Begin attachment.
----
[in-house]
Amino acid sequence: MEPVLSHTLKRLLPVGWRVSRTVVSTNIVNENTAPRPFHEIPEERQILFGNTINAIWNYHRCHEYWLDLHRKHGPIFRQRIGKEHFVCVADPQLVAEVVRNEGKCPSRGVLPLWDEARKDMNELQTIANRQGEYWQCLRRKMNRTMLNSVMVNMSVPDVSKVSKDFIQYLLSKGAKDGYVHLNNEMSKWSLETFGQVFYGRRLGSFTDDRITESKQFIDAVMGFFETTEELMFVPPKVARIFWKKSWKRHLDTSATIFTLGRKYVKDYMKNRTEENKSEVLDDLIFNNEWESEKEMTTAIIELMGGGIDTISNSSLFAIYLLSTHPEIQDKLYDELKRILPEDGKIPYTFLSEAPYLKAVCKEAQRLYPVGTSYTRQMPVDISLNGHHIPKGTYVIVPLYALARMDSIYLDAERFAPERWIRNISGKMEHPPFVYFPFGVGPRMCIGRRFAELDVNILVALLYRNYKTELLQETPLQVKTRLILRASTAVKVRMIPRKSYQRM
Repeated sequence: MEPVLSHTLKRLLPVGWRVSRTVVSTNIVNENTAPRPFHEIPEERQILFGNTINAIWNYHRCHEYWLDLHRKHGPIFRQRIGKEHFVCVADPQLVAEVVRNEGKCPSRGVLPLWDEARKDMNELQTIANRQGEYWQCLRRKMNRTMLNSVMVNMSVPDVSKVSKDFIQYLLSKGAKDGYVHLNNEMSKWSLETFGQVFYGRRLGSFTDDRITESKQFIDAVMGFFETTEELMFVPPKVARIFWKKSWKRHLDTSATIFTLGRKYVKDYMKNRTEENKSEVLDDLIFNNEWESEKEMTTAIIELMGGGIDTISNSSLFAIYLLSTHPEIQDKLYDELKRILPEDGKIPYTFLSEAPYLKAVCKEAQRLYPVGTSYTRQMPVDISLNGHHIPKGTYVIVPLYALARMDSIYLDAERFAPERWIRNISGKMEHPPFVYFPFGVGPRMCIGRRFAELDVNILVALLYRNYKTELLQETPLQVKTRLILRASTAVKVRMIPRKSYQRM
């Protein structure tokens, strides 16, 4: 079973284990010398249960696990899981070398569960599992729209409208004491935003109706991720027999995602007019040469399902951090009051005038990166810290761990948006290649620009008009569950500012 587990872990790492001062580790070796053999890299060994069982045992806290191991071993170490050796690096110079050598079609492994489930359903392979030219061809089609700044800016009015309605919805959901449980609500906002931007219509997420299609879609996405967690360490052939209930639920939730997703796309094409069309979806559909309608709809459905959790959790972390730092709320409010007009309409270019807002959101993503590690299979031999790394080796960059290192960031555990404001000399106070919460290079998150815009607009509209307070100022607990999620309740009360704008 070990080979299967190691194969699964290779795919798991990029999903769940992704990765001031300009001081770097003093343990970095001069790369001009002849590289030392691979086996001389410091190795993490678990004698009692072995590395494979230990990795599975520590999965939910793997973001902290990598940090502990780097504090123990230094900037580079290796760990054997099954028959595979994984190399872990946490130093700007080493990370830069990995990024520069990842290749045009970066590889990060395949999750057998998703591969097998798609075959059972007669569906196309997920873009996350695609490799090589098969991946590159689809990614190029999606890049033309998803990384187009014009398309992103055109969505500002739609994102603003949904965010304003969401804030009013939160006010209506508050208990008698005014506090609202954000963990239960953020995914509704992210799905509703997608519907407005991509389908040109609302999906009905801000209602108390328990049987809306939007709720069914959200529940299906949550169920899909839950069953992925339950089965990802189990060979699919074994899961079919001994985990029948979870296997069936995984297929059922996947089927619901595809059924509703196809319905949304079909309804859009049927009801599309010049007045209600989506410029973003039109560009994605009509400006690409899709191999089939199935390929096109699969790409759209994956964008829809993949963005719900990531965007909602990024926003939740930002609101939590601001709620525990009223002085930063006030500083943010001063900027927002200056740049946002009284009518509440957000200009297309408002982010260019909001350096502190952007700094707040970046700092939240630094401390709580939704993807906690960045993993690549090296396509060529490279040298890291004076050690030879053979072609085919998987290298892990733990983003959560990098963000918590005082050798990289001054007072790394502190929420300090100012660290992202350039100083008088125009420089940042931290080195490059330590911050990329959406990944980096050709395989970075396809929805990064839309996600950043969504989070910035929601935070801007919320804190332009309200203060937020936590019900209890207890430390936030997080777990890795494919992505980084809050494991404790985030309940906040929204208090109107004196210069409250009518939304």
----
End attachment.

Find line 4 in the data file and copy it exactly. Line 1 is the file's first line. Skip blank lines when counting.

């Protein structure tokens, strides 16, 4: 079973284990010398249960696990899981070398569960599992729209409208004491935003109706991720027999995602007019040469399902951090009051005038990166810290761990948006290649620009008009569950500012 587990872990790492001062580790070796053999890299060994069982045992806290191991071993170490050796690096110079050598079609492994489930359903392979030219061809089609700044800016009015309605919805959901449980609500906002931007219509997420299609879609996405967690360490052939209930639920939730997703796309094409069309979806559909309608709809459905959790959790972390730092709320409010007009309409270019807002959101993503590690299979031999790394080796960059290192960031555990404001000399106070919460290079998150815009607009509209307070100022607990999620309740009360704008 070990080979299967190691194969699964290779795919798991990029999903769940992704990765001031300009001081770097003093343990970095001069790369001009002849590289030392691979086996001389410091190795993490678990004698009692072995590395494979230990990795599975520590999965939910793997973001902290990598940090502990780097504090123990230094900037580079290796760990054997099954028959595979994984190399872990946490130093700007080493990370830069990995990024520069990842290749045009970066590889990060395949999750057998998703591969097998798609075959059972007669569906196309997920873009996350695609490799090589098969991946590159689809990614190029999606890049033309998803990384187009014009398309992103055109969505500002739609994102603003949904965010304003969401804030009013939160006010209506508050208990008698005014506090609202954000963990239960953020995914509704992210799905509703997608519907407005991509389908040109609302999906009905801000209602108390328990049987809306939007709720069914959200529940299906949550169920899909839950069953992925339950089965990802189990060979699919074994899961079919001994985990029948979870296997069936995984297929059922996947089927619901595809059924509703196809319905949304079909309804859009049927009801599309010049007045209600989506410029973003039109560009994605009509400006690409899709191999089939199935390929096109699969790409759209994956964008829809993949963005719900990531965007909602990024926003939740930002609101939590601001709620525990009223002085930063006030500083943010001063900027927002200056740049946002009284009518509440957000200009297309408002982010260019909001350096502190952007700094707040970046700092939240630094401390709580939704993807906690960045993993690549090296396509060529490279040298890291004076050690030879053979072609085919998987290298892990733990983003959560990098963000918590005082050798990289001054007072790394502190929420300090100012660290992202350039100083008088125009420089940042931290080195490059330590911050990329959406990944980096050709395989970075396809929805990064839309996600950043969504989070910035929601935070801007919320804190332009309200203060937020936590019900209890207890430390936030997080777990890795494919992505980084809050494991404790985030309940906040929204208090109107004196210069409250009518939304």